Also of note here are the aggregate functions. These functions assist you in working with all of the data in a dataset. For example, let’s say your report is an order form with a list of items and their prices. You can use the Sum function on the Price field to create a total price on the report. In a different example, if you had a report that listed all the purchase dates and the total amount of each purchase, you could use the AVG function to get the average purchase price for that customer.
Let’s go back again to the expression editor. This time, click on Globals in the first column of the expression editor. In the second column, you will see the list of the global variables that are provided to the report.
In this example, we are going to use the global variables to create a page-numbering scheme for our report. First, add a footer to the FirstReportMan.rdl report. You enable this by going to the Layout tab and selecting the Report Footer option from the Report main menu. Now that you have a footer, drag four text boxes into the footer section. Set their font properties to 8 pt, bold. Set the text for each text box as follows:
Switch to the Preview tab and run the report. You will now have a footer on each page that looks something like ‘Page 1 of 5’.
Some other globals worth noting are:
- ExecutionTime – this tells you how long it took to run the report
- ReportServerUrl – this allows you to verify that you are getting your report from the correct source
- UserID – this shows under which User ID the report was run
You can use these global variables to build some basic diagnostics into your reporting. You could also add these variables to the report footer and use a parameter to hide or show them. That way, even in production, your users can see a tidy, clean report, but you can see the same report with all the extra information on it.
There are about 100 common functions in SSRS 2005, and they can handle most of what you will need to do. Occasionally, however, you will still need to set an expression with more control than the common functions can manage. So, to make SSRS even more flexible, you can write custom VB.NET or C# functions and use them in expressions.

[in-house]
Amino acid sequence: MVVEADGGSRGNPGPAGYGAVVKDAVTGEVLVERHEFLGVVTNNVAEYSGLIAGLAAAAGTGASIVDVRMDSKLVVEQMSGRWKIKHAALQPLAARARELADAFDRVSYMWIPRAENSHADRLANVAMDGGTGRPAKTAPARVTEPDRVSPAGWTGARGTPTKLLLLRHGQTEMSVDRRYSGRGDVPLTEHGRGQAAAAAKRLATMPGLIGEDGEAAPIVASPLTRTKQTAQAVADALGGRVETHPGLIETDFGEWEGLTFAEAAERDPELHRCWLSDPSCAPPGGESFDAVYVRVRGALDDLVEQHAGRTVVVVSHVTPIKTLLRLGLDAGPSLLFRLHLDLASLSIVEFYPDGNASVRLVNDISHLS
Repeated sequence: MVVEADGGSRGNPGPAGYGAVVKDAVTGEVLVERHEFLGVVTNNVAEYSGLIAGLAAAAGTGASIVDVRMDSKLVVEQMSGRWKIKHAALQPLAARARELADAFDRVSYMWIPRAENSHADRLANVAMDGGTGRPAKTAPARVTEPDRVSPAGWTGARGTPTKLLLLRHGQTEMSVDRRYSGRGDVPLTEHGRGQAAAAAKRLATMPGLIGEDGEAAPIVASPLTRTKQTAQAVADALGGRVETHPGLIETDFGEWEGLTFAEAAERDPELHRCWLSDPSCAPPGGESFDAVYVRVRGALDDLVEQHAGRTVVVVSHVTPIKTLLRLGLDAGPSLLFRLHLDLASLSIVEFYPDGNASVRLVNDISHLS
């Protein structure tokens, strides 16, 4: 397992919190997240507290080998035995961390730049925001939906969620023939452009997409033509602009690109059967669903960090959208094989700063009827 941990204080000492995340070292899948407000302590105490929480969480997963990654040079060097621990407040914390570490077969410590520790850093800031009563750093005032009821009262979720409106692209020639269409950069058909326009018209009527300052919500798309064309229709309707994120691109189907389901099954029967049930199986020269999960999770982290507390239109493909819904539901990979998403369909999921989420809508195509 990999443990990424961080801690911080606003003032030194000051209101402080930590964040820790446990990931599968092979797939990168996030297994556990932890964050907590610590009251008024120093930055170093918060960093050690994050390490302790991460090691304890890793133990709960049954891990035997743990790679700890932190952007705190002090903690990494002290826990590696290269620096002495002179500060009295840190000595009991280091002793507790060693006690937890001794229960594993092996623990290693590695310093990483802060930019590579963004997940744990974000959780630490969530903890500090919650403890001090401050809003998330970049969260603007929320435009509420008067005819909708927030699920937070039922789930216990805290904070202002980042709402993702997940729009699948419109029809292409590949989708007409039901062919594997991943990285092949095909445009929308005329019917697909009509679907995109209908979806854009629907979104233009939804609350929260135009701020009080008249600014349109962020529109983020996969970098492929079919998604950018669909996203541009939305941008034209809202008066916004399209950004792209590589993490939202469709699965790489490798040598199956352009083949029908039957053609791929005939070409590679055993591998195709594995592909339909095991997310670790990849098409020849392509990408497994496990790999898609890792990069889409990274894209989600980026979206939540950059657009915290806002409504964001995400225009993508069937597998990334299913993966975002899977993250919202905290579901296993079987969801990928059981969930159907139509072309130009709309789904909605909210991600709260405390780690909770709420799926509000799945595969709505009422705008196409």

Now we are going to add a custom function to the FirstReportMan.rdl report.
Open the report and navigate to the Layout tab. From the Report menu select Report Properties and then jump to the Code tab. We are going to write a custom function that returns a different color, depending on the value that is passed to it. We will then use that function to set the background color for the status field in the report detail table.
Copy the following code into the code window:
Public Function GetColor(ByVal status as String) as String
IF status = "100" Then
IF status = "101" Then
IF status = "102" Then
Click OK and close the window.
The full list of available colors is found in the Color dropdown list in the properties window.
Now that we have a function that returns color names we need to wire up that function to an expression. Click on the Customer Status cell and open the Properties window. Find the Background Color property and choose Expression from the dropdown. Add the following line of code to create an expression: